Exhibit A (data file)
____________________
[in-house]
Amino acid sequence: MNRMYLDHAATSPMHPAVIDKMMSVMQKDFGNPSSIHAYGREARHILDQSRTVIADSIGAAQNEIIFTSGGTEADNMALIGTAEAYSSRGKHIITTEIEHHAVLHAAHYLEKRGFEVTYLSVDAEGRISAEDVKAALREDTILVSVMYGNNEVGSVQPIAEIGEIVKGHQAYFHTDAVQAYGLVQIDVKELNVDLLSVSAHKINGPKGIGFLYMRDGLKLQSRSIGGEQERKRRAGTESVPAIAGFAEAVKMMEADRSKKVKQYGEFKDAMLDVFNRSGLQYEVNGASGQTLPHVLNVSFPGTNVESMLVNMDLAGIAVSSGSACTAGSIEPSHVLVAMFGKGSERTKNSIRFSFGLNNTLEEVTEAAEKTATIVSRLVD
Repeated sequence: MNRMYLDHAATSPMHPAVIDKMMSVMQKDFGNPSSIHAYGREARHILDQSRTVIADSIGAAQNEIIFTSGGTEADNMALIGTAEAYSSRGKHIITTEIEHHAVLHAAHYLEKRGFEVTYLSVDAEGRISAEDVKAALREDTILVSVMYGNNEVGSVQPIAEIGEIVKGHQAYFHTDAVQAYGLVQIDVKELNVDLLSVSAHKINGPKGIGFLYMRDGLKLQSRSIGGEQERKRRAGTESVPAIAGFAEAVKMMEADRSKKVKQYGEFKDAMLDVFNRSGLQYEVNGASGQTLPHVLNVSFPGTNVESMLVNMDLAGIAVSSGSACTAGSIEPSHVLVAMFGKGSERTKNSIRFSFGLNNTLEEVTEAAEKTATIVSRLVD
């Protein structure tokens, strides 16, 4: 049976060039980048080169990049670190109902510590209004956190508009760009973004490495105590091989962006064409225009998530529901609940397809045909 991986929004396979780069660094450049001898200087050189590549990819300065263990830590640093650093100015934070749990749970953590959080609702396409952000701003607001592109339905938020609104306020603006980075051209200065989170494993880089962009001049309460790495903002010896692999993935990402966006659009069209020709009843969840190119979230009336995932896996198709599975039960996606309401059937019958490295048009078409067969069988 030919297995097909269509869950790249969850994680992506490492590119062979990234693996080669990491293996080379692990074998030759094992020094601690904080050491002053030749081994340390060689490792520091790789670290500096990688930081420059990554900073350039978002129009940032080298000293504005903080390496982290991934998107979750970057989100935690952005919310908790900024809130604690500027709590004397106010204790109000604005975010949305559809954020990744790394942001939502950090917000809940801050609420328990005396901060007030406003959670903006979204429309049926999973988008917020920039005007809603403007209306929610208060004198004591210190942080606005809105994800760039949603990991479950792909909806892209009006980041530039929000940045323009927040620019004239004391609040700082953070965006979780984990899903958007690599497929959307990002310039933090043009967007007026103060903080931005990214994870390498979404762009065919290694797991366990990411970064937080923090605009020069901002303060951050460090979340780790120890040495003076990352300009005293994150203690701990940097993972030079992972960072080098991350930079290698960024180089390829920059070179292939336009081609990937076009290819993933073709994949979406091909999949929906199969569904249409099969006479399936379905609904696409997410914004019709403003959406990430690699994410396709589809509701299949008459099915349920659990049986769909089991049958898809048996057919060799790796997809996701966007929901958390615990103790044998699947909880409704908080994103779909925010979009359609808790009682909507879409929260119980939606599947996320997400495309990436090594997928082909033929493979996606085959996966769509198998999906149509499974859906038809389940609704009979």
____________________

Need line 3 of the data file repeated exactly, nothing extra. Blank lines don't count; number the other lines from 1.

Repeated sequence: MNRMYLDHAATSPMHPAVIDKMMSVMQKDFGNPSSIHAYGREARHILDQSRTVIADSIGAAQNEIIFTSGGTEADNMALIGTAEAYSSRGKHIITTEIEHHAVLHAAHYLEKRGFEVTYLSVDAEGRISAEDVKAALREDTILVSVMYGNNEVGSVQPIAEIGEIVKGHQAYFHTDAVQAYGLVQIDVKELNVDLLSVSAHKINGPKGIGFLYMRDGLKLQSRSIGGEQERKRRAGTESVPAIAGFAEAVKMMEADRSKKVKQYGEFKDAMLDVFNRSGLQYEVNGASGQTLPHVLNVSFPGTNVESMLVNMDLAGIAVSSGSACTAGSIEPSHVLVAMFGKGSERTKNSIRFSFGLNNTLEEVTEAAEKTATIVSRLVD